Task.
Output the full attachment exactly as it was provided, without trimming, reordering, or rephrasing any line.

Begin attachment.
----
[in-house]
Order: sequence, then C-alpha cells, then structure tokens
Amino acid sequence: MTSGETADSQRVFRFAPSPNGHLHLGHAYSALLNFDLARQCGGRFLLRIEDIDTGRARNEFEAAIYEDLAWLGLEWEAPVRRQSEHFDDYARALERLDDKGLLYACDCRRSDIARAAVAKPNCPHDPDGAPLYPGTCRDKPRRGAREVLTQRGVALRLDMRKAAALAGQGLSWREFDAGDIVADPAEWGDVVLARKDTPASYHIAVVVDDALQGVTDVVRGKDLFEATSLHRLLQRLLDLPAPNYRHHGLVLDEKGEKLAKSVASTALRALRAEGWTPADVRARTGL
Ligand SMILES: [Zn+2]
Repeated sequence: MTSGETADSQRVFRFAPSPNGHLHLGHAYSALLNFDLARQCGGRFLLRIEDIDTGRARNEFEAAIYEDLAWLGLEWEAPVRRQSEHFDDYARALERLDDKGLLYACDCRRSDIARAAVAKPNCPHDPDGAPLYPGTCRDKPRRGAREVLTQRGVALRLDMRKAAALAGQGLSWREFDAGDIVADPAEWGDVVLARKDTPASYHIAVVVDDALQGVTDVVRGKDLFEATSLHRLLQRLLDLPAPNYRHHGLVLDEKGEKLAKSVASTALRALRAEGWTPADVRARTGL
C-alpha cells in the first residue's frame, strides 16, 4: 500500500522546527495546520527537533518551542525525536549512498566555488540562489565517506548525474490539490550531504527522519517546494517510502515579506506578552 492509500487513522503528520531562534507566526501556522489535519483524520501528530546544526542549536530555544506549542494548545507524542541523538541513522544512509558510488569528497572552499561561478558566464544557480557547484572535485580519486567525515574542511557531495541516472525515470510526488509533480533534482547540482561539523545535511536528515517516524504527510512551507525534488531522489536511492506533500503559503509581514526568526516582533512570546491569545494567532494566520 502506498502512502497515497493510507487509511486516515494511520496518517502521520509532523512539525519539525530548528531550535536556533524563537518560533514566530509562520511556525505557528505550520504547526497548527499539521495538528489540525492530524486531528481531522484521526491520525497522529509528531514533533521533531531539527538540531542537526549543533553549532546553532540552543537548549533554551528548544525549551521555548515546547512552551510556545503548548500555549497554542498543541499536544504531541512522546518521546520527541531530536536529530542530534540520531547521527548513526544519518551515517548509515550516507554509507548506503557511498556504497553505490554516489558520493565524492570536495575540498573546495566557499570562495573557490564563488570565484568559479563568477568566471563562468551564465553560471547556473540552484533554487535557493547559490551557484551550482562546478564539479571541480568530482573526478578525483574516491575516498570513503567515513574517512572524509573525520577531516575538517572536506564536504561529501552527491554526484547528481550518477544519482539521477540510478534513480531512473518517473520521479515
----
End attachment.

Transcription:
[in-house]
Order: sequence, then C-alpha cells, then structure tokens
Amino acid sequence: MTSGETADSQRVFRFAPSPNGHLHLGHAYSALLNFDLARQCGGRFLLRIEDIDTGRARNEFEAAIYEDLAWLGLEWEAPVRRQSEHFDDYARALERLDDKGLLYACDCRRSDIARAAVAKPNCPHDPDGAPLYPGTCRDKPRRGAREVLTQRGVALRLDMRKAAALAGQGLSWREFDAGDIVADPAEWGDVVLARKDTPASYHIAVVVDDALQGVTDVVRGKDLFEATSLHRLLQRLLDLPAPNYRHHGLVLDEKGEKLAKSVASTALRALRAEGWTPADVRARTGL
Ligand SMILES: [Zn+2]
Repeated sequence: MTSGETADSQRVFRFAPSPNGHLHLGHAYSALLNFDLARQCGGRFLLRIEDIDTGRARNEFEAAIYEDLAWLGLEWEAPVRRQSEHFDDYARALERLDDKGLLYACDCRRSDIARAAVAKPNCPHDPDGAPLYPGTCRDKPRRGAREVLTQRGVALRLDMRKAAALAGQGLSWREFDAGDIVADPAEWGDVVLARKDTPASYHIAVVVDDALQGVTDVVRGKDLFEATSLHRLLQRLLDLPAPNYRHHGLVLDEKGEKLAKSVASTALRALRAEGWTPADVRARTGL
C-alpha cells in the first residue's frame, strides 16, 4: 500500500522546527495546520527537533518551542525525536549512498566555488540562489565517506548525474490539490550531504527522519517546494517510502515579506506578552 492509500487513522503528520531562534507566526501556522489535519483524520501528530546544526542549536530555544506549542494548545507524542541523538541513522544512509558510488569528497572552499561561478558566464544557480557547484572535485580519486567525515574542511557531495541516472525515470510526488509533480533534482547540482561539523545535511536528515517516524504527510512551507525534488531522489536511492506533500503559503509581514526568526516582533512570546491569545494567532494566520 502506498502512502497515497493510507487509511486516515494511520496518517502521520509532523512539525519539525530548528531550535536556533524563537518560533514566530509562520511556525505557528505550520504547526497548527499539521495538528489540525492530524486531528481531522484521526491520525497522529509528531514533533521533531531539527538540531542537526549543533553549532546553532540552543537548549533554551528548544525549551521555548515546547512552551510556545503548548500555549497554542498543541499536544504531541512522546518521546520527541531530536536529530542530534540520531547521527548513526544519518551515517548509515550516507554509507548506503557511498556504497553505490554516489558520493565524492570536495575540498573546495566557499570562495573557490564563488570565484568559479563568477568566471563562468551564465553560471547556473540552484533554487535557493547559490551557484551550482562546478564539479571541480568530482573526478578525483574516491575516498570513503567515513574517512572524509573525520577531516575538517572536506564536504561529501552527491554526484547528481550518477544519482539521477540510478534513480531512473518517473520521479515